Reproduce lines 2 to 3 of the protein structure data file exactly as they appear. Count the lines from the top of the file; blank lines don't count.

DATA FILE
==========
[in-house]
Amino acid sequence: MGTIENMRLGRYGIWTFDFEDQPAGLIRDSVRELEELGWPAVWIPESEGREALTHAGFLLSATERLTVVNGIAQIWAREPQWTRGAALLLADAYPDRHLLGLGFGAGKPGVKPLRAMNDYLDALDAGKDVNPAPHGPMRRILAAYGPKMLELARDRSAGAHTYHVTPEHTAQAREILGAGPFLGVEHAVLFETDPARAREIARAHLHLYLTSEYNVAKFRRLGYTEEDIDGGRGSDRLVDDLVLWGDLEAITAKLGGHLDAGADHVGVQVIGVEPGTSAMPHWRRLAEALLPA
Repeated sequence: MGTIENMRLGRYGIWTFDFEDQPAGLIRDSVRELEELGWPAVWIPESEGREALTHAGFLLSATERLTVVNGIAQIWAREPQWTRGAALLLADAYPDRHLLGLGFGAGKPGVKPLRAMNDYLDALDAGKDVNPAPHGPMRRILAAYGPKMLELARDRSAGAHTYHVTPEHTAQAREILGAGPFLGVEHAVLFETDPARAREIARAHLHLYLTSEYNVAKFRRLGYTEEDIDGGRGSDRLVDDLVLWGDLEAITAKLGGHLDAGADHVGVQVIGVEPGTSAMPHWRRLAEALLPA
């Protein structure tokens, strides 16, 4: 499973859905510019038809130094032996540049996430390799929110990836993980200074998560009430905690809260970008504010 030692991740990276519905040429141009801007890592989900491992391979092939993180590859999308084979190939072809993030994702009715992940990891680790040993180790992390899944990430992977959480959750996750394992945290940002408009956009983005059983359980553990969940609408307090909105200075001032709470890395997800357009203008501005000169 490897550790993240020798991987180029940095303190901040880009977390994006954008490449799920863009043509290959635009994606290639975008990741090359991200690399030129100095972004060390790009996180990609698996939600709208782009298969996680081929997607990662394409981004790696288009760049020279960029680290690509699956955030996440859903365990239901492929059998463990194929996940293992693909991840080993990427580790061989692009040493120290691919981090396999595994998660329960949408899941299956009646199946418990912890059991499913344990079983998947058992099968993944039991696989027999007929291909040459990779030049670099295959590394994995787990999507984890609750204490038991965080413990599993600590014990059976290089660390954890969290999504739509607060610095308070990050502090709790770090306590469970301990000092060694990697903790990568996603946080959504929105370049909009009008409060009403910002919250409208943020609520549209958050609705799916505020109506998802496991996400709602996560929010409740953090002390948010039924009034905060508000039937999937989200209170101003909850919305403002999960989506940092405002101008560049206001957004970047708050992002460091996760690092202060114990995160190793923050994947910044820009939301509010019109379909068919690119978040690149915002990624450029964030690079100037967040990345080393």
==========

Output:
Amino acid sequence: MGTIENMRLGRYGIWTFDFEDQPAGLIRDSVRELEELGWPAVWIPESEGREALTHAGFLLSATERLTVVNGIAQIWAREPQWTRGAALLLADAYPDRHLLGLGFGAGKPGVKPLRAMNDYLDALDAGKDVNPAPHGPMRRILAAYGPKMLELARDRSAGAHTYHVTPEHTAQAREILGAGPFLGVEHAVLFETDPARAREIARAHLHLYLTSEYNVAKFRRLGYTEEDIDGGRGSDRLVDDLVLWGDLEAITAKLGGHLDAGADHVGVQVIGVEPGTSAMPHWRRLAEALLPA
Repeated sequence: MGTIENMRLGRYGIWTFDFEDQPAGLIRDSVRELEELGWPAVWIPESEGREALTHAGFLLSATERLTVVNGIAQIWAREPQWTRGAALLLADAYPDRHLLGLGFGAGKPGVKPLRAMNDYLDALDAGKDVNPAPHGPMRRILAAYGPKMLELARDRSAGAHTYHVTPEHTAQAREILGAGPFLGVEHAVLFETDPARAREIARAHLHLYLTSEYNVAKFRRLGYTEEDIDGGRGSDRLVDDLVLWGDLEAITAKLGGHLDAGADHVGVQVIGVEPGTSAMPHWRRLAEALLPA